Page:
Name of Book: Garmann’s Summer
Author: Stian Hole
Illustrator: Stian Hole
Publisher: Eerdmans Books for Younger Readers
Audience: Ages 6 and up.
Summary: Garmann, who is 6 years old, lives in Scandinavia. He will soon go off to his first year at school, and he has spent the summer worrying about all the things that he does not yet know how to do: ride a bicycle, walk along the top of the fence, hold his head under water, read a book. He has not even lost one tooth yet, either. When his three elderly aunts come to visit, as they do every summer, Garmann talks to them about how much he fears going to school, and they share their fears, too.
Literary elements at work in the story: The reader looking for a cheery back-to-school story in which the worries of an anxious kindergartner are swept away in thirty-two pages will not find it here. Author Stian Hole instead shines an unwavering light through both text and pictures on Garmann’s creative fretting. Hole’s illustrations combine photographs of people against painted and collaged backdrops in a mildly discomforting expressionistic style; Garmann’s brow is furrowed, he stares at his aunties’ dentures magnified in a glass of water, his relatives are terribly wrinkled and old. The tone of Garmann’s Summer, while not typical for a children’s picture book, does children the honor of taking their fears seriously. Garmann is lucky enough to live in a family with whom he can talk about his fears. Even more unusual, his relatives all acknowledge their own fears, too.
How does the perspective on gender/race/culture/economics/ability make a difference to the story? Garmann lives in a nuclear family with two parents and loving elderly relatives. Although the story is obviously set in Scandinavia, Garmann’s fears about starting school transcend his particular setting.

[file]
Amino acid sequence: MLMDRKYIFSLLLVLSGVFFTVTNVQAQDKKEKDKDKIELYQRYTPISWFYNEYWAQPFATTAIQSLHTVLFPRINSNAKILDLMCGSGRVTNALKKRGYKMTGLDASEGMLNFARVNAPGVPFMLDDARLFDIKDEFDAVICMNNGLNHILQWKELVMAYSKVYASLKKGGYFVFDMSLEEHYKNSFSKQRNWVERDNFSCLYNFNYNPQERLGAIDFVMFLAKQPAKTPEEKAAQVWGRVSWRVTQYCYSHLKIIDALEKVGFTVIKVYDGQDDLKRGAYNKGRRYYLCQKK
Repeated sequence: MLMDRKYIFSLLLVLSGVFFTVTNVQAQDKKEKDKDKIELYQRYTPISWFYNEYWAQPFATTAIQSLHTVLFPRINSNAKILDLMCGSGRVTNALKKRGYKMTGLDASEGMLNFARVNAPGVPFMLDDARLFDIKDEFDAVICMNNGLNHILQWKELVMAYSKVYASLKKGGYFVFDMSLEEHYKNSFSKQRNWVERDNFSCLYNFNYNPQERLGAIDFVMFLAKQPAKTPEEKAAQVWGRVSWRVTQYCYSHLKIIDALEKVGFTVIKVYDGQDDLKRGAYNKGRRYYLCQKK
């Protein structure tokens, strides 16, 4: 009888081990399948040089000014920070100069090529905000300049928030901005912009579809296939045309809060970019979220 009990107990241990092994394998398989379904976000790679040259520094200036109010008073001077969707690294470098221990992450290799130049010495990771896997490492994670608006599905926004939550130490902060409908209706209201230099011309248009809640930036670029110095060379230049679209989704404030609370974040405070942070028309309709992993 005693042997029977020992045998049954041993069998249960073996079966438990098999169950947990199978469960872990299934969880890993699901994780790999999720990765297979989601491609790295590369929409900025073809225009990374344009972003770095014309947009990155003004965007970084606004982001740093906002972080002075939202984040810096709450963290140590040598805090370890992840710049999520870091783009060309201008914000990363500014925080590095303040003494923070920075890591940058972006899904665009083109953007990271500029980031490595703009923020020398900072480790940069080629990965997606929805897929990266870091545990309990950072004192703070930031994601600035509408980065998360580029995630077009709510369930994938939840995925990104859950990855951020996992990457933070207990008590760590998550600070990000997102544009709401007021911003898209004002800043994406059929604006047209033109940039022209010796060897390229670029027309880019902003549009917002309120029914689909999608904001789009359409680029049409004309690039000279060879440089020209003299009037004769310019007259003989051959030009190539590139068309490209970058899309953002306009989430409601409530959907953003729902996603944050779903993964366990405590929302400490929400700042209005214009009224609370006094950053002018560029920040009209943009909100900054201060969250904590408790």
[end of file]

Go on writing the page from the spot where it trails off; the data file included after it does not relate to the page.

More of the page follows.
Theological conversation partners: Garmann’s Summer would be a good book to use one-on-one with a child who is fearful, since it speaks calmly of the universal nature of fear. The book could lead into a conversation of Jesus’ response to people’s fears in his Sermon on the Mount: “Therefore I tell you, do not worry about your life… Consider the lilies of the field, how they grow; they neither toil nor spin …” (Matthew 6:25, 28) Psalm 23 could also be a helpful conversation partner with Garmann’s fears and those of his family. Finally, one might turn to Galatians 6:2, where Paul reminds us to “Bear one another’s burdens, and in this way you will fulfill the law of Christ.” Garmann’s family did help him bear his burdens by listening to his fears and sharing their own with him.
Faith talk questions:
- What is Garmann afraid of?
- What is Auntie Ruth afraid of? Why would those things be scary?
- What is Garmann’s daddy afraid of? What about his mama?
- Are you ever afraid of anything? What?
- Garmann talked with everyone in his family about being afraid. Why do you think he did this? Did it help him?
- Who would you go to when you wanted to talk about being afraid?
- When David wrote the Psalms, he often wrote about things that were frightening. Who helps David with his fears in Psalm 23?
This review is written by Union Presbyterian Seminary student Beth Lyon-Suhring.
Garmann’s Summer by Storypath is licensed under a Creative Commons Attribution-NonCommercial 4.0 International License.